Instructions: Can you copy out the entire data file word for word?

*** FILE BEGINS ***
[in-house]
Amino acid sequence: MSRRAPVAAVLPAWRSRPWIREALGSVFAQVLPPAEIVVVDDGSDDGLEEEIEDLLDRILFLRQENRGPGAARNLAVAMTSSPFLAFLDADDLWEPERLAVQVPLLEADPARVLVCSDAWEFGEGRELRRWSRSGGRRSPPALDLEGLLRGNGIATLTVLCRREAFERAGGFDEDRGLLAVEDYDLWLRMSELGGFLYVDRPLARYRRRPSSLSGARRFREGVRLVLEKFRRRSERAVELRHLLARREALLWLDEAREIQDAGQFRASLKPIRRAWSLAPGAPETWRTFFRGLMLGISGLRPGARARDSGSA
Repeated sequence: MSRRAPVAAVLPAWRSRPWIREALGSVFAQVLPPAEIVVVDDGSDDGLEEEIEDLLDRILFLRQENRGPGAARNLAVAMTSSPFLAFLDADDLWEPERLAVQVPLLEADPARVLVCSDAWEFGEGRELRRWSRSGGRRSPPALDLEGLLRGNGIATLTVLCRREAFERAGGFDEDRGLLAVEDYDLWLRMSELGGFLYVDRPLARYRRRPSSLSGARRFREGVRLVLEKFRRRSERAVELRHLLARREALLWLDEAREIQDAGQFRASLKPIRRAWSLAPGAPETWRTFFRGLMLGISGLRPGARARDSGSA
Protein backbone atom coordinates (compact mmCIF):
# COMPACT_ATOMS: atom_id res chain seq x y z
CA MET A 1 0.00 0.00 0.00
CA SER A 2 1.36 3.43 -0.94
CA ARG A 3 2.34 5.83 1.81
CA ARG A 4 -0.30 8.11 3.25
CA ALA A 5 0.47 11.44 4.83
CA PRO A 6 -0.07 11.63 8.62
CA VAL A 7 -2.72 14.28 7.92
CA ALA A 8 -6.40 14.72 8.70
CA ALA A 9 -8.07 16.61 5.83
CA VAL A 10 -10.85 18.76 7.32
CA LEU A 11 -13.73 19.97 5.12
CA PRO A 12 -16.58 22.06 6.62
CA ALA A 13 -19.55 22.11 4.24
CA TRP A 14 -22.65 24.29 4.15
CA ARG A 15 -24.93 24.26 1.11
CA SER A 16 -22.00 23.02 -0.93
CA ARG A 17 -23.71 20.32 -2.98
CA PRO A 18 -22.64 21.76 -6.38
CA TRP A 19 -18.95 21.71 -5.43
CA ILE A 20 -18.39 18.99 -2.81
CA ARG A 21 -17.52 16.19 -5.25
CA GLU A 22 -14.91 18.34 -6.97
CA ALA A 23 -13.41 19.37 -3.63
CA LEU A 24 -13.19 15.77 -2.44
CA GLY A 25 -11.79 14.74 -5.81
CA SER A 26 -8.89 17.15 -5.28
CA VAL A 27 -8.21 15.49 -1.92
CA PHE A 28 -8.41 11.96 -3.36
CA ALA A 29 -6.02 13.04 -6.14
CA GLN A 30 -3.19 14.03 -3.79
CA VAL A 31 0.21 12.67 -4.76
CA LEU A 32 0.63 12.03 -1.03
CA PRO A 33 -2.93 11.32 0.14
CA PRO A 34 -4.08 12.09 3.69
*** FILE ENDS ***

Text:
[in-house]
Amino acid sequence: MSRRAPVAAVLPAWRSRPWIREALGSVFAQVLPPAEIVVVDDGSDDGLEEEIEDLLDRILFLRQENRGPGAARNLAVAMTSSPFLAFLDADDLWEPERLAVQVPLLEADPARVLVCSDAWEFGEGRELRRWSRSGGRRSPPALDLEGLLRGNGIATLTVLCRREAFERAGGFDEDRGLLAVEDYDLWLRMSELGGFLYVDRPLARYRRRPSSLSGARRFREGVRLVLEKFRRRSERAVELRHLLARREALLWLDEAREIQDAGQFRASLKPIRRAWSLAPGAPETWRTFFRGLMLGISGLRPGARARDSGSA
Repeated sequence: MSRRAPVAAVLPAWRSRPWIREALGSVFAQVLPPAEIVVVDDGSDDGLEEEIEDLLDRILFLRQENRGPGAARNLAVAMTSSPFLAFLDADDLWEPERLAVQVPLLEADPARVLVCSDAWEFGEGRELRRWSRSGGRRSPPALDLEGLLRGNGIATLTVLCRREAFERAGGFDEDRGLLAVEDYDLWLRMSELGGFLYVDRPLARYRRRPSSLSGARRFREGVRLVLEKFRRRSERAVELRHLLARREALLWLDEAREIQDAGQFRASLKPIRRAWSLAPGAPETWRTFFRGLMLGISGLRPGARARDSGSA
Protein backbone atom coordinates (compact mmCIF):
# COMPACT_ATOMS: atom_id res chain seq x y z
CA MET A 1 0.00 0.00 0.00
CA SER A 2 1.36 3.43 -0.94
CA ARG A 3 2.34 5.83 1.81
CA ARG A 4 -0.30 8.11 3.25
CA ALA A 5 0.47 11.44 4.83
CA PRO A 6 -0.07 11.63 8.62
CA VAL A 7 -2.72 14.28 7.92
CA ALA A 8 -6.40 14.72 8.70
CA ALA A 9 -8.07 16.61 5.83
CA VAL A 10 -10.85 18.76 7.32
CA LEU A 11 -13.73 19.97 5.12
CA PRO A 12 -16.58 22.06 6.62
CA ALA A 13 -19.55 22.11 4.24
CA TRP A 14 -22.65 24.29 4.15
CA ARG A 15 -24.93 24.26 1.11
CA SER A 16 -22.00 23.02 -0.93
CA ARG A 17 -23.71 20.32 -2.98
CA PRO A 18 -22.64 21.76 -6.38
CA TRP A 19 -18.95 21.71 -5.43
CA ILE A 20 -18.39 18.99 -2.81
CA ARG A 21 -17.52 16.19 -5.25
CA GLU A 22 -14.91 18.34 -6.97
CA ALA A 23 -13.41 19.37 -3.63
CA LEU A 24 -13.19 15.77 -2.44
CA GLY A 25 -11.79 14.74 -5.81
CA SER A 26 -8.89 17.15 -5.28
CA VAL A 27 -8.21 15.49 -1.92
CA PHE A 28 -8.41 11.96 -3.36
CA ALA A 29 -6.02 13.04 -6.14
CA GLN A 30 -3.19 14.03 -3.79
CA VAL A 31 0.21 12.67 -4.76
CA LEU A 32 0.63 12.03 -1.03
CA PRO A 33 -2.93 11.32 0.14
CA PRO A 34 -4.08 12.09 3.69